There's nothing quite like the moment where a perfectly lovely family dinner takes a turn for the tense. Whether it's a political disagreement, old hurts resurfacing, or just the very logical result of a bunch of tired, stressed people getting up close and personal, it's never fun to have the conversation devolve.
Depending on how your family deals with conflict, you might find this more or less a part of the holidays … but it doesn't have to be. In fact, many conflict-ridden conversations can be toned down if you know the right language — in this case, assertive language.
What is assertive language?
This is the kind of communication where you clearly state what you have to say without trampling on the other person. It sounds simple enough, but it's actually really hard to do if you don't consciously put it on your radar. This isn't because being assertive is in and of itself inherently difficult; it's more because for the most part, we're societally taught to communicate either aggressively or passively.
Let's break these three options down.
Aggressive communication is based in a win-lose attitude. You put your needs above everybody else's, and it comes across as superior and disrespectful. When you disagree with someone, you make it very clear. And while we often think of aggressive communication as being loud and direct, it can also be more indirect.
Passive communication is based in a lose-win attitude. When you're communicating in this way, you put everybody else's needs above your own, and look for every opportunity to one-down yourself. (As opposed to one-upping yourself.) You agree — or at least appear to agree — with whatever's being said around you, which means that your conversation is normally indirect, and sometimes dishonest.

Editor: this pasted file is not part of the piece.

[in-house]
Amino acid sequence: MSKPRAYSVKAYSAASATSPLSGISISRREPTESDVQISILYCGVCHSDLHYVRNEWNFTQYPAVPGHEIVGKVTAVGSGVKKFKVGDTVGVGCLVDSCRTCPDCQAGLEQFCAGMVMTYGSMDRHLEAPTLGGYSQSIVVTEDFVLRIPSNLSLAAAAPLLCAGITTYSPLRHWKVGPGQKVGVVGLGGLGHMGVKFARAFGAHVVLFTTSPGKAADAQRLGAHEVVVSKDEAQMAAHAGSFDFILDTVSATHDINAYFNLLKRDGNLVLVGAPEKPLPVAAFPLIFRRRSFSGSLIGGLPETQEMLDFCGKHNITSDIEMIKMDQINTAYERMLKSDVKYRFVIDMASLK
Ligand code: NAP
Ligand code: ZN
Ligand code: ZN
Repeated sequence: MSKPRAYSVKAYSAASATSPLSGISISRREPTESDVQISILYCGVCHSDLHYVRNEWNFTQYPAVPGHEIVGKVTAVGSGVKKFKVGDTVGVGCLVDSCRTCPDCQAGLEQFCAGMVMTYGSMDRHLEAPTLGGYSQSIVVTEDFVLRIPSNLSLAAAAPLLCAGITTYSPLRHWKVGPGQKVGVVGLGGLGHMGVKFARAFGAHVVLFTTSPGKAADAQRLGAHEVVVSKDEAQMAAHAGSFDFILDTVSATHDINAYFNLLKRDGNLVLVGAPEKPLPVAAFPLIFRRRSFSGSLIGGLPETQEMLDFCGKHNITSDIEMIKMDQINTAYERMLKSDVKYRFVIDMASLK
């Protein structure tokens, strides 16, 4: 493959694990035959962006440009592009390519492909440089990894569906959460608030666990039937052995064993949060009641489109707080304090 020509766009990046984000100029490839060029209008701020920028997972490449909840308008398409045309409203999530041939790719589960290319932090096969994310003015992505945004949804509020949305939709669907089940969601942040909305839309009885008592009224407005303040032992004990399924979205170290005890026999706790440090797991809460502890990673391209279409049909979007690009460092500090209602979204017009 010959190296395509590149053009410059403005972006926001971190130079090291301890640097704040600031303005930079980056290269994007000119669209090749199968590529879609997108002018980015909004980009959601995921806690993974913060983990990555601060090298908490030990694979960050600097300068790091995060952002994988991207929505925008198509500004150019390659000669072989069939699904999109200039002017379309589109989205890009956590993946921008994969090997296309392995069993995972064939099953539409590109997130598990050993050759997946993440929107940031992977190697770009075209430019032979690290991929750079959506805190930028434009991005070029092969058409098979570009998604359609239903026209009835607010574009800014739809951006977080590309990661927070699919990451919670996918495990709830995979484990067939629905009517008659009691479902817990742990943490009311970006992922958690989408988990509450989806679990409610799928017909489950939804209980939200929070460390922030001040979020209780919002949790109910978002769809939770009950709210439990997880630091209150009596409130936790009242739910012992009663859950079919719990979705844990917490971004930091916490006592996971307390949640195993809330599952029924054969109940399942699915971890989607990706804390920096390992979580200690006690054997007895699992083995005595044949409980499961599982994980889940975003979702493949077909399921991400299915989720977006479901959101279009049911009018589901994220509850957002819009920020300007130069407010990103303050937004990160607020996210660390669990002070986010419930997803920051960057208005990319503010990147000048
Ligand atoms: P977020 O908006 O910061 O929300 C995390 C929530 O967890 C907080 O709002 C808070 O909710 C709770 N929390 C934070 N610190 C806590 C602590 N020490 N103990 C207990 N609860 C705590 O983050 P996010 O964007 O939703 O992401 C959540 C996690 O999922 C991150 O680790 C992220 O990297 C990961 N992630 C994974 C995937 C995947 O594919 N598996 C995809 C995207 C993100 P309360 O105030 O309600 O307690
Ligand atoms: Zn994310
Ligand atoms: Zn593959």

Assertive conversation is based in a win-win attitude, whenever possible. It involves considering the other's needs without bowing to them. You communicate from a place of equality, and when you disagree, you do it respectfully. This type of communication is always active and honest.
So let's say that Uncle Bill starts talking politics over dessert…
And he says something you really, fundamentally disagree with. If you were communicating aggressively, you might say something like, "That's just stupid. How could you even think that?" Or, if you were being indirectly aggressive (some call this 'passive-aggressive'), you might say, "Gosh Uncle Bill, you're so smart. I'm glad you're here to teach us idiots the right way to think."
If you were communicating passively, you might say something like, "Well, I guess there's room for both opinions," or "I don't know, I'm sure you're right."
Neither option is great, because they both shut down communication. One shuts the other person down, the other shuts you down.
But if you communicate assertively, you might say something like, "I have a problem with that. Are you interested in hearing why?" Or "That's an interesting perspective. I see it differently. I'd love to talk more so we can share our thinking with each other about this important topic if you'd like."
Can you see the difference?
In the last case, you're taking ownership of your opinion without forcing it on the other person, and you're giving them the opportunity to opt in to the turn the conversation's taking.
Like I said, it's not rocket science. But it will dramatically change your experience with tense conversations — and maybe even defuse a few along the way.
Enjoy using your assertive conversation in the next couple of weeks, and remember that I'm always here if you need a little extra guidance.